Make Reusable Teabags and Coffee Filters




About: I am a stay at home mother who loves making cool things to entertain my family and improve our lives. What more is there to say?
If you are looking to decrease your dependence on paper products a great way to cut down (and save money) is to make some reusable  teabags and coffee filters. While those two items may not seem like much, the cost accumulates over time. And with how ridiculously easy they are to make it is certainly a worthwhile project.


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Step 1: Materials

First, you need to be willing to sew a little. Don't worry if you are a novice, this is a great little project to try when you are starting out. I will be using a sewing machine in this instructable but this project can easily be done by hand. So if the task of applying needle and thread to cloth isn't too daunting, gather the following materials -

Tea Bag

1 piece of cotton or muslin (loose weave) 4'' x 3'', larger if desired.
12'' of cotton string
2 charms, buttons, or beads (to act as counter weights to the teabag)

Coffee Filter

2 pieces of 8'' x 6'' loose weave cotton or muslin

And of course needle, thread, and/or sewing machine. Whichever you prefer.


Step 2: Tea Bag, Assemble!

1. Tie the beads onto the ends of the string with a not on each side.

2. Fold top of the cotton (4'' side) over the string.  Sew down, being careful not to sew the string.

3. Fold the cotton in half with the string on the outside of the fold. Sew the bottom and outside edge stopping just short of the strings.

4. Turn the bag inside out and VOILA! You are done.

5. Fill with your favorite tea then steep.

For cleaning just rinse out the bag and let dry inside out on a dish rack or hanging from a hook. If it ever gets grungy I throw mine in the top rack of my dishwasher and in comes out fine.

Step 3: Coffee Filter

1. Cut out a piece of 8'' x 6'' cotton or muslin snipping off the bottom corners to the desired to the desired taper. I like to take off about 3'' Now, that measurement works best for my coffee maker so you may want to increase or decrease according to how large yours is. An easy cheat is to trace one of your old filters just to make sure you cut it to the right size.

2. Sew your the pieces together. Make sure to do a nice tight stitch, you don't want to find a whole bunch of grounds in your coffee. No one likes a cup of coffee that they have to chew.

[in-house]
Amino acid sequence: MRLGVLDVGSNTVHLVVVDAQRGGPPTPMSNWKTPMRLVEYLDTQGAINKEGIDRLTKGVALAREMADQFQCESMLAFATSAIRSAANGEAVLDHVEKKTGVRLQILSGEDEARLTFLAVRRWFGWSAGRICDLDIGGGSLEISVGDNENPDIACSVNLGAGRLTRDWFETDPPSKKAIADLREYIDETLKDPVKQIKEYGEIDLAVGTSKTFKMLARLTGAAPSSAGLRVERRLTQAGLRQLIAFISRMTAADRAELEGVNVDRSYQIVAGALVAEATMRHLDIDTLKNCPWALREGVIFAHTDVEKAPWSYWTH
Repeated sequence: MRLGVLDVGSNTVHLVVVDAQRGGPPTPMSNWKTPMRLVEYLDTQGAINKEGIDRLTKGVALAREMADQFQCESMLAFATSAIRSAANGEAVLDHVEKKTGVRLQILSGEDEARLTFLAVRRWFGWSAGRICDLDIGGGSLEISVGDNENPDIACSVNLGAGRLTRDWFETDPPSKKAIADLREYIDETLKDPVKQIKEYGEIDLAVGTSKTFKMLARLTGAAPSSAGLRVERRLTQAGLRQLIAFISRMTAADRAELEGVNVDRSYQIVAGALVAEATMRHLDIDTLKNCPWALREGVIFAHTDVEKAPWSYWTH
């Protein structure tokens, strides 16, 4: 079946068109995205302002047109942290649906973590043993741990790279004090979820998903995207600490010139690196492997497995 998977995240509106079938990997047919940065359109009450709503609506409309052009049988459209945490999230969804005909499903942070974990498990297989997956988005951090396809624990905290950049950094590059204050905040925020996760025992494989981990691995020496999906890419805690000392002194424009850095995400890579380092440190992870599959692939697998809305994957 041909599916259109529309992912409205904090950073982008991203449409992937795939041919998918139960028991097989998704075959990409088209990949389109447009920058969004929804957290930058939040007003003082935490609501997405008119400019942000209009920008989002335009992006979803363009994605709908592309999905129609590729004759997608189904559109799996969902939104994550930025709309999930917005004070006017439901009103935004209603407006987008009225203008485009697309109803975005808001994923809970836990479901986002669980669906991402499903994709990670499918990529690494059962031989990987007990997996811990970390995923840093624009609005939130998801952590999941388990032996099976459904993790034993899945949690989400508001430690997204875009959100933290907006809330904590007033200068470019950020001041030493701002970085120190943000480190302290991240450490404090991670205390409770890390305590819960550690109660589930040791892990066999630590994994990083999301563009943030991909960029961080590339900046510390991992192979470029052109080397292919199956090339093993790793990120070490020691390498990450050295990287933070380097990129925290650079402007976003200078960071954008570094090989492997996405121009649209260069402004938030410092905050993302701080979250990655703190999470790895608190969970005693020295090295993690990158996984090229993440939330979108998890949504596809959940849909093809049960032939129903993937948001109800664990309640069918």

3. Turn inside out and you are done. Slap it into you maker, fill it with your favorite blend and enjoy.

As for washing I always rinse out the grounds and let it air dry on my dish rack. Every once in a while I will wash it in the top rack of the dishwasher.




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    25 Discussions


    1 year ago

    I'm not sure sewing a tea bag is worth the trouble. They sell small tea infusers made of steel, much more practical.

    Good job! I'm thinking you can also use cheese cloth (or is that too loose a weave?) or a sheer fabric (like organza or chiffon) in order to get a richer brew?

    2 replies

    Cheese cloth is just a little too loose a weave for coffee(and sometimes for cheese curd as I have found out). I haven't tried using anything sheer but I imagine that would work fine, just be careful that the cloth you choose won't melt after prolonged exposure to hot water. Please let me know how it works for you. I like my coffee very dark and I found that after I switched to cloth filters (I use cotton) I don't have to use nearly as much grounds as when I used paper filters to get the desired richness. I don't think I will ever switch back to disposables.


    Reply 3 years ago on Introduction

    a really good alternative for cheese cloth is "flour sack towels" (at least that's what I've found them labeled here in the U.S.). they work great for cheese, so I'm sure they would work great for tea bags.


    8 years ago on Step 3

    I love the reusable teabag idea and have tried it with great success except for when it comes to cleaning the bag. The tea just doesn't seem to want to come loose from the bag and I feel like I spend forever just getting them ready for the next batch. Any suggestions?

    2 replies

    Reply 3 years ago on Introduction

    if you make this with french seams, turning it inside out works well, because you don't have to turn it "right-side out". french seams would make it reversable.


    Reply 8 years ago on Step 3

    I just turn the bag inside out to rinse away any used tea and if anything sticks I can get it off with a quick swipe of an old cleaning toothbrush. Nothing too labor intensive.